NASA's Mars Ingenuity helicopter just flew higher than ever before

Many believed Ingenuity would not soar to such heights.
Chris Young
NASA's Ingenuity helicopter on Mars.
NASA's Ingenuity helicopter on Mars.

NASA 

NASA achieved a historic first in April last year when it performed the first-ever controlled flight of an aircraft on Mars.

The Ingenuity helicopter, which hitched a ride to Mars aboard NASA's Perseverance rover, was designed as a proof-of-concept craft that was only expected to fly a total of five times.

Now, the Mars helicopter has achieved flight no. 35, and it has set a new altitude record in the process, reaching a height of 14 meters (46 feet) above the red planet's surface, NASA announced on Twitter.

Another record-breaking NASA Ingenuity flight

NASA's Ingenuity helicopter performed its latest record-breaking flight on Saturday, December 3, beating its previous altitude record of 12 meters (39 feet). Ingenuity's 35th flight lasted a total of 52 seconds.

"An all-time high for the Mars helicopter! Ingenuity completed Flight 35 over the weekend and set a new max altitude record, hitting 46 ft (14 meters) above the Martian surface," NASA wrote on Twitter.

NASA performed Ingenuity's 35th flight to reposition the helicopter to a new location 15 meters (50 feet) from where it was last positioned. The space agency did this so Ingenuity could stay in touch with the Perseverance rover, which has been investigating an ancient river delta on Mars for remnants of microbial life.

NASA designed Ingenuity to show that controlled flight was possible in the thin atmosphere of the red planet and to determine whether future missions could use drone-like aircraft to explore the cosmos. The Ingenuity mission has far exceeded those original goals. It has also served as an aerial scout for the Perseverance team, helping them determine the optimal route for their Mars rover.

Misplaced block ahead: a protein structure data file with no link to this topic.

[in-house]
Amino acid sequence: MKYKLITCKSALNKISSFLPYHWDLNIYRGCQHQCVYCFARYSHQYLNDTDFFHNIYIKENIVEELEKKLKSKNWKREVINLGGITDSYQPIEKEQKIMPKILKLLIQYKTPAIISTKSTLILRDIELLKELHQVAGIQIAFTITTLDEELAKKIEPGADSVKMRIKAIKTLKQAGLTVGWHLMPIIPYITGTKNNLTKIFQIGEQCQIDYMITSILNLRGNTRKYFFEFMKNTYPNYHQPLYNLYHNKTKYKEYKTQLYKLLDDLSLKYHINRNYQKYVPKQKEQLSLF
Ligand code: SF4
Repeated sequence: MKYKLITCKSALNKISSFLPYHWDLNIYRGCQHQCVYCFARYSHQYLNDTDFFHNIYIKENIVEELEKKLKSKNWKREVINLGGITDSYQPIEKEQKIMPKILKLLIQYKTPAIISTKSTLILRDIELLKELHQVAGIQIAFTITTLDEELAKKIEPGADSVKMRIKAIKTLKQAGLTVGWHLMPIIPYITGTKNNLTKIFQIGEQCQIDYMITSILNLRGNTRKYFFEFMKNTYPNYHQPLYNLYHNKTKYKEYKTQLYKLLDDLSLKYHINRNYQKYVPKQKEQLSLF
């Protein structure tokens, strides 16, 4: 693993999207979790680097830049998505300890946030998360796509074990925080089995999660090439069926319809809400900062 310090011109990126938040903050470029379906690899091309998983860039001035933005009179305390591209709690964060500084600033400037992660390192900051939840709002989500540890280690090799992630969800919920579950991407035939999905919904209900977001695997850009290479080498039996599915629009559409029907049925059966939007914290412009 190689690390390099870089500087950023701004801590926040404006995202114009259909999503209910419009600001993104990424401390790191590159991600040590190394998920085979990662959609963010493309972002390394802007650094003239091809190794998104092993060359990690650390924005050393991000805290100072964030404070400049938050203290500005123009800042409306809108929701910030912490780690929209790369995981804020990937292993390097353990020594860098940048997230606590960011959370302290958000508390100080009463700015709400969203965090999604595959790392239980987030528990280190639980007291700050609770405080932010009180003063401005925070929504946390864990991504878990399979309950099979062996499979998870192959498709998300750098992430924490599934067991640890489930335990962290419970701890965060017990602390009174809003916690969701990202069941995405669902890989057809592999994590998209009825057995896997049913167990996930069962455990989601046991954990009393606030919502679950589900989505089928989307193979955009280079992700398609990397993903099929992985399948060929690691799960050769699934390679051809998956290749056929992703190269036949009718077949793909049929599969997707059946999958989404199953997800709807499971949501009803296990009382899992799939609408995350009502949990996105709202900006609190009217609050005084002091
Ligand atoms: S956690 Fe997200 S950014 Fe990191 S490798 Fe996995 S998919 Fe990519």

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The red, dusty sky's the limit for Mars's Ingenuity helicopter

Last month, NASA beamed a software update across approximately 140 million miles of space (225 million km) from Earth to Mars to allow Ingenuity to handle trickier terrain by employing digital elevation maps and hazard avoidance while landing.

That means the Perseverance ground team is planning for more Ingenuity flights beyond the record-breaking flight 35.

The Ingenuity helicopter has transitioned from a proof-of-concept machine to a fully-fledged aerial scout, providing the scientific community with a new vantage point on Mars in the process.

The Martian helicopter will serve as a guide for upcoming missions that will also use rotorcraft to help uncover the mysteries of the universe. For example, NASA's Dragonfly mission in the 2030s will use a larger version of Ingenuity to explore the atmosphere of Saturn's intriguing moon, Titan, which is another candidate for harboring alien life.